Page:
St. Columba Bay
Last week at camp the campers "visited" St. Columba Bay. I learned that St. Columba does not have sand on it's shore, but rocks and pebbles.
The kids made stepping stones for the children's garden at the church and then spent some time in reflection. This is a pretty heavy concept for 4 year olds. My friend A. ran this marketplace. She had each of the kids pick up two small stones. She played music and asked the kids to close their eyes and listen to the world around them. To see the water, to feel the wind and water on their face (she even spritzed them with one of those water bottles that have a fan attached), to listen to the music, to breathe in and out slowly. Then she told the kids that when people come to St. Columba Bay that they would pick up two stones. One was to throw back in the water and it was the bad stuff...hurt feelings, a bad morning, mean things people may have said, or even something mean they may have done to someone else. The other stone was to keep and it was all the good things. As an adult I found this really cool. Especially it happened on the same morning that I was really, really late to camp. So I threw my bad morning back into the "bay." My group of 4 year olds all participated, but no one spoke up, nor were they expected to. But I still wonder how much they got out of it. Did they get the concept?
The next morning, Boogie went to St. Columba Bay with his group. That night Hubby asked him what he did at camp. Boogs was all excited about St. Columba Bay. He excitedly told Hubby about the bay and throwing away the bad stuff and keeping the good stuff. Hubby asked what Boogie threw away.
Boogie's reply: I threw away all my nights that I couldn't stay dry. I kept all my dry nights.
Wow! He really got the concept. A part of me was super proud that understood the concept and that he took it to heart. As teachers, that's what we want from our little students. That they walk away with new knowledge or new insight. Another part of me was a little sad. I knew that his inability to stay dry at night was frustrating to me (especially when he leaked out of his pull-up and I was changing sheets in the dark in the middle of the night, though I always said, "It's okay, Sweetheart, we'll just take care of it."), but I had no idea that it was this frustrating to him, too!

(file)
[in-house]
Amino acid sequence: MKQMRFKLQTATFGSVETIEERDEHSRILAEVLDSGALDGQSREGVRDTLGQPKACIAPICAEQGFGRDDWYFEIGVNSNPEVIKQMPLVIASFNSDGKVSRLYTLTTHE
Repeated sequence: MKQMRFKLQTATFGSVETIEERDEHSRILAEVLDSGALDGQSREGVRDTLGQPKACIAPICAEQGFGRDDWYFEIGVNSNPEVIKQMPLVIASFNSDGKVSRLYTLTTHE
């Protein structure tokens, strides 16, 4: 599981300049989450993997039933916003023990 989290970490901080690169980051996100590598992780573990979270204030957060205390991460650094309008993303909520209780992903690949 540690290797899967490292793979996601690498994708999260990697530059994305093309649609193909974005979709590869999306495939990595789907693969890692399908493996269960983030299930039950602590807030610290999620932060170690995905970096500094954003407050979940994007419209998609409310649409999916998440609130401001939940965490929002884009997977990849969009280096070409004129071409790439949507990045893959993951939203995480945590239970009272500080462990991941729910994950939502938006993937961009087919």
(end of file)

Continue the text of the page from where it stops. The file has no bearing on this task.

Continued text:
The following day, I told A. about it and she told me that no one else shared in his group, but Boogie had volunteered information about his bad and good stones. She was fortunately able to give him some good counsel and tell him that his body will be ready when it will be ready and not to worry about it.
Well, I think between her good counsel and his ability to physically let go of his frustration was all Boogie needed. He's been dry most nights since then! I think we are dry 5 out of 7 nights! That's the most that he's had ever! I'm trying not to get too excited or to pressure him. I'm trying to give him props and congratulate him when he's dry (without pressure) and to say, "Hey, no big deal on the mornings that he's not. But to see that he's let go of his frustration is pretty wonderful!
Thanks, A. for all of your help!